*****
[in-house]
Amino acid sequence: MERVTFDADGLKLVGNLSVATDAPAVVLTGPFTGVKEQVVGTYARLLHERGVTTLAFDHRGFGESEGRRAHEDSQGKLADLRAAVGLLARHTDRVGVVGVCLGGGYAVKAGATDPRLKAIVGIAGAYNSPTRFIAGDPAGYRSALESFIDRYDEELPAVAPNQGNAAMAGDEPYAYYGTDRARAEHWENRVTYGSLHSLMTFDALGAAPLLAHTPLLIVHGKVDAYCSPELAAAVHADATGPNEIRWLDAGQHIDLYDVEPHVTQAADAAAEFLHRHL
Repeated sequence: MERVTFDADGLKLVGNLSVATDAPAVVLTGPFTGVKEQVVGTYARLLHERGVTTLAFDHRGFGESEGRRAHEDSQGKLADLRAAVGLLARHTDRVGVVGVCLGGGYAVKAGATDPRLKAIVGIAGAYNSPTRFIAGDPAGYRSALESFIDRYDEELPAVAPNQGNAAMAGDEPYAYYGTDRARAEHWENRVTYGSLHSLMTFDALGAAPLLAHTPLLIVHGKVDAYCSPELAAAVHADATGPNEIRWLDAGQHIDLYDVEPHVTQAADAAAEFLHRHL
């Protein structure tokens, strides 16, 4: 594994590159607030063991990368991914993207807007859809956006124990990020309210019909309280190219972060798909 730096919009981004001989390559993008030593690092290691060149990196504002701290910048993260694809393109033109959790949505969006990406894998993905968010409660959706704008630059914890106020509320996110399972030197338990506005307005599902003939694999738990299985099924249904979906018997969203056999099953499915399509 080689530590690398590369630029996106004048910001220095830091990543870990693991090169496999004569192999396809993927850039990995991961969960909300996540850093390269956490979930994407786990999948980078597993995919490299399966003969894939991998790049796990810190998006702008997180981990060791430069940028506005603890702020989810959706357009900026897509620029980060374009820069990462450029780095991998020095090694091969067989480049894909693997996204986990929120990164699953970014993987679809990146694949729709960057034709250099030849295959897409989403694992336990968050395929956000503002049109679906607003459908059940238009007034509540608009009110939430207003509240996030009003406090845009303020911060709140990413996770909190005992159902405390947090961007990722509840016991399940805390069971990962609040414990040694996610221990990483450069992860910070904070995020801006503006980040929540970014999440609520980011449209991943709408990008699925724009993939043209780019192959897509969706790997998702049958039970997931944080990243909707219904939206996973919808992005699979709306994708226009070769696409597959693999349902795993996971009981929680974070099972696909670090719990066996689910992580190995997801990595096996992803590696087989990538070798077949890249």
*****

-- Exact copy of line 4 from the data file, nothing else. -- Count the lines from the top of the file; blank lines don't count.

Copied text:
């Protein structure tokens, strides 16, 4: 594994590159607030063991990368991914993207807007859809956006124990990020309210019909309280190219972060798909 730096919009981004001989390559993008030593690092290691060149990196504002701290910048993260694809393109033109959790949505969006990406894998993905968010409660959706704008630059914890106020509320996110399972030197338990506005307005599902003939694999738990299985099924249904979906018997969203056999099953499915399509 080689530590690398590369630029996106004048910001220095830091990543870990693991090169496999004569192999396809993927850039990995991961969960909300996540850093390269956490979930994407786990999948980078597993995919490299399966003969894939991998790049796990810190998006702008997180981990060791430069940028506005603890702020989810959706357009900026897509620029980060374009820069990462450029780095991998020095090694091969067989480049894909693997996204986990929120990164699953970014993987679809990146694949729709960057034709250099030849295959897409989403694992336990968050395929956000503002049109679906607003459908059940238009007034509540608009009110939430207003509240996030009003406090845009303020911060709140990413996770909190005992159902405390947090961007990722509840016991399940805390069971990962609040414990040694996610221990990483450069992860910070904070995020801006503006980040929540970014999440609520980011449209991943709408990008699925724009993939043209780019192959897509969706790997998702049958039970997931944080990243909707219904939206996973919808992005699979709306994708226009070769696409597959693999349902795993996971009981929680974070099972696909670090719990066996689910992580190995997801990595096996992803590696087989990538070798077949890249």